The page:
Congress. House Un-American Activities Committee (HUAC). Subversive Influences in Riots,
Looting, and Burning. Washington, D.C.: GPO, 1967, 1968.
Pt. 3: Los Angeles - Watts (November 28, 29, 30, 1967).
SuDoc No.: Y4.Un1/2:R47/pt.3
Date(s) of Hearings: November 28, 29, and 30, 1967
Congress and Session: 90th - 1st
Part three of the HUAC hearings concentrated on the 1965 Los Angeles–Watts riot. First to
testify was James Harris of the Los Angeles district attorney's office. His testimony
primarily focuses on the influence of the Communist Party U.S.A. (Marxist-Leninist) on the
Watts riot. Among the stated reasons for the riot put forth by the Communist Party U.S.A.
was the imperialist war in Vietnam, police brutality, and the lack of economic assistance
to the poorer areas of the country. One leaflet distributed at a May Day rally in Watts told
readers, "Don't fight for your masters so that he can have more wage slaves... They use
racism as a cover for their policies of colonizing [sic] the Negro Nation in the South (the
'Black Belt') and Puerto Rico and their semi-colonies – Mexico, the Phillipines [sic], South
Korea, South Vietnam, etc."
Clayton Anderson, a lieutenant in the district attorney's bureau of investigation, testified
about an organization called Freedom Now, which was a joint venture between the Student
Non-Violent Coordinating Committee and the Southern Coordinating Committee to End the War in
Vietnam. Using the slogan "Freedom Now - Withdrawal Now" the Freedom Now
organization planned a demonstration for February 12, 1966 (to coincide with Abraham
Lincoln's birthday and thus called the "Lincoln Day Rally"). Speakers were to
include John Lewis, then National Chairman of SNCC. Introduced into the record were a flyer,
a press release and a newspaper clipping that indicate that a major reason for the
demonstration was the refusal of the Georgia legislature to seat Julian Bond, a member of
SNCC, who had endorsed the SNCC anti-Vietnam war statement. The general theme running
through all of these publications is the hypocrisy of a government that was sending
African-American men to a foreign country to kill and subjugate another group of color when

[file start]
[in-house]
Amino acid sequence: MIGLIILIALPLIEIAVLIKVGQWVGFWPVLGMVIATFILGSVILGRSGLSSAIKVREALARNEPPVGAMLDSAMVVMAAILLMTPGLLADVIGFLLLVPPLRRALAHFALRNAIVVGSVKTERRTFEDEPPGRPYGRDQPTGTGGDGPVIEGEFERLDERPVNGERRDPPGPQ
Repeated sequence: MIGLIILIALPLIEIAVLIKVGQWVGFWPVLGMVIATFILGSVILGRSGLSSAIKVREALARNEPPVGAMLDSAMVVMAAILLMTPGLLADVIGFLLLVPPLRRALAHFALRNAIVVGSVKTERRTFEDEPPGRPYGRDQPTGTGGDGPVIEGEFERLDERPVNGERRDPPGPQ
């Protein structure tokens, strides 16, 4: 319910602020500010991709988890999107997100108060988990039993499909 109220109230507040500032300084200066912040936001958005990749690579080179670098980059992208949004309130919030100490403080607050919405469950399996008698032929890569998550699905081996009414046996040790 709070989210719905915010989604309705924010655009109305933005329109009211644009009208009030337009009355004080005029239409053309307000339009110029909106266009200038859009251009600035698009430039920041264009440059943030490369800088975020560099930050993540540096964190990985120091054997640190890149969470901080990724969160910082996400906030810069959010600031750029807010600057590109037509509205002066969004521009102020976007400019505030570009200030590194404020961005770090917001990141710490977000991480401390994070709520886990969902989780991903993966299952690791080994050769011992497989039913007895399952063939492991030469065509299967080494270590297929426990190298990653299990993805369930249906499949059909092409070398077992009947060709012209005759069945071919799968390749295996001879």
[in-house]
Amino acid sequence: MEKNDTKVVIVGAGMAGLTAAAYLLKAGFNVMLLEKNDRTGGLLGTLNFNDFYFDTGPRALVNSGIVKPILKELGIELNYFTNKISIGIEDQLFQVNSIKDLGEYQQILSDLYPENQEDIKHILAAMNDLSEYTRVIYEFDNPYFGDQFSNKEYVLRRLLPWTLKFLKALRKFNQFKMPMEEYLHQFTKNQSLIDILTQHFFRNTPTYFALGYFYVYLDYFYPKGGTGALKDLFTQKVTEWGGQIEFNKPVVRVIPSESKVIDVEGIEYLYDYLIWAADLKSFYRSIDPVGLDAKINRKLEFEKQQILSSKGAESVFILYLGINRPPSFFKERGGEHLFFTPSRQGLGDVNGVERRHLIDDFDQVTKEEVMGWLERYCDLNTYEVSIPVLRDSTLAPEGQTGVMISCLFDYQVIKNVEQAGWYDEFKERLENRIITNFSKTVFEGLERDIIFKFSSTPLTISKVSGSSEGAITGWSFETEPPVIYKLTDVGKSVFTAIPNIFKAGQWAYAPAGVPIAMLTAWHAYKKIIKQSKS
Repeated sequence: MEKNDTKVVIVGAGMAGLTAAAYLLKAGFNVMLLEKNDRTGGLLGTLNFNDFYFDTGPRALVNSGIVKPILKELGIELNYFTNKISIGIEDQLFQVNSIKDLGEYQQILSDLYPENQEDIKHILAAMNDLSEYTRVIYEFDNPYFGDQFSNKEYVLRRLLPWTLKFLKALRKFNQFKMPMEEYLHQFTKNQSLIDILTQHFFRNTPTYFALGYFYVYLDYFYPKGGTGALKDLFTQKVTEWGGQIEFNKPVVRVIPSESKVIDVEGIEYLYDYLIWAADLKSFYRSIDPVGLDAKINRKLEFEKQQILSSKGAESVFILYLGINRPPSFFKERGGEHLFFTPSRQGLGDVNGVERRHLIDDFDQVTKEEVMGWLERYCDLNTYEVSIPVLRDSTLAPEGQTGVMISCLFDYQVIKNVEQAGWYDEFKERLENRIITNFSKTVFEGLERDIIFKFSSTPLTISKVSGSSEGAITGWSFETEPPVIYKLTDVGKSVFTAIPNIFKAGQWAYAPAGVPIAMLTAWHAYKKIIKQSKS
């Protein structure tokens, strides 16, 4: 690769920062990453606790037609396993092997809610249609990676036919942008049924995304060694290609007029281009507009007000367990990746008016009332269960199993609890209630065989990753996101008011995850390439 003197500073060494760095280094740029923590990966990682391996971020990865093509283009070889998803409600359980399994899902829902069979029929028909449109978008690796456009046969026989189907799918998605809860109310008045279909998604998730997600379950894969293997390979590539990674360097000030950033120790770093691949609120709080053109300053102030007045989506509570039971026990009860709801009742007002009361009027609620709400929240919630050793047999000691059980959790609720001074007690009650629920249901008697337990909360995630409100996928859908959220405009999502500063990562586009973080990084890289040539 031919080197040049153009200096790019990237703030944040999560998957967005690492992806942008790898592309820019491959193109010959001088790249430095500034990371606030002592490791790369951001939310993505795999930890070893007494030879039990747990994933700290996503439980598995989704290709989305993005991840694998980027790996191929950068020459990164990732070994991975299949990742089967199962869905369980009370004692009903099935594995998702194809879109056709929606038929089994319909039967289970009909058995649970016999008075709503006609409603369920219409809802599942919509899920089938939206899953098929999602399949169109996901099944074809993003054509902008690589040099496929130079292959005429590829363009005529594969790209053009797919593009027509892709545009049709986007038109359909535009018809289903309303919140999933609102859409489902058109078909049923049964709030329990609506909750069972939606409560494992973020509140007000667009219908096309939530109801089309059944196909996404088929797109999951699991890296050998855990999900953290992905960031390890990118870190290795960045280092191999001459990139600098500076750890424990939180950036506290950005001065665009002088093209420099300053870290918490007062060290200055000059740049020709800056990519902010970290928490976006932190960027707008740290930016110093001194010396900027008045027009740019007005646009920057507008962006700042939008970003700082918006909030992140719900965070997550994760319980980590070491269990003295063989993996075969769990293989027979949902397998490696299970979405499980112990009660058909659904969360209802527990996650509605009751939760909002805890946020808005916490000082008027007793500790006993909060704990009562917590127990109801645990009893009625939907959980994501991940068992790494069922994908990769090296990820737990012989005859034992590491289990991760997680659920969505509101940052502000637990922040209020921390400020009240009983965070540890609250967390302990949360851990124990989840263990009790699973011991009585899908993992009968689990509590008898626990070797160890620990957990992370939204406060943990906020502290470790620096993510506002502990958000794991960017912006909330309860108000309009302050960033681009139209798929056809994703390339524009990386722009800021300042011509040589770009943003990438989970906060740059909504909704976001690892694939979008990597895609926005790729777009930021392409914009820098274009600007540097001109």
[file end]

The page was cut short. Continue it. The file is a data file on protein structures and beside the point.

basic necessities were not being met at home in the struggle for civil rights. As one put in
a pamphlet for the Freedom Now organization, "The United States flag waves in the
Vietnamese winds as pompously as Governor Wallace's Confederate flag waves in the storm
winds over [the] Alabama State Capitol."
Another possible instigation of the Watts riot, according to HUAC, was the arrest of John
Harris. John Harris, a member of the Progressive Labor Party (PLP) was arrested when he
distributed leaflets outside of a courthouse in protest of a police brutality case. Harris
was charged with violating California's "Criminal Syndicalist" law which was
designed for the handling of the labor movement and had not been used since 1937. The law
stated that it was illegal to "effect political change" by criminal means. It was
also put forth in literature from the PLP that Harris was also arrested because "he
opposes the U.S. Government's genocidal war in Vietnam and has urged his Black brothers not
to fight for the imperialist enemy."
HUAC investigator William Wheeler testified about several groups in the Watts area that were
active during the post riot phase. Several of these groups distributed pamphlets and flyers
(entered into the record) that made the connection between the riot and the war in Vietnam.
The Black Anti-Draft Union issued one such flyer before a planned visit to Los Angeles by
President Johnson stating, "Tell it to LBJ, HELL NO...Blacks won't go!!" The
Progressive Labor Party also issued several flyers including the one seen on the top of
this page. Variations of this poster were also distributed in San Francisco. Representative
William Tuck of Virginia, who sat on the House Un-American Activities Committee had this to
say at the end of part three of testimony,
"This hearing has not proved that the Watts riot of August 1965 was instigated
by the Communists. The record indicates that most of this literature was distributed after the
riot in an apparent attempt to capitalize on it and incite further violence. Some of it, however,
was distributed prior to the riot. To have engaged in this activity in disturbing the
community after the Watts riot is even worse than it was before the riot."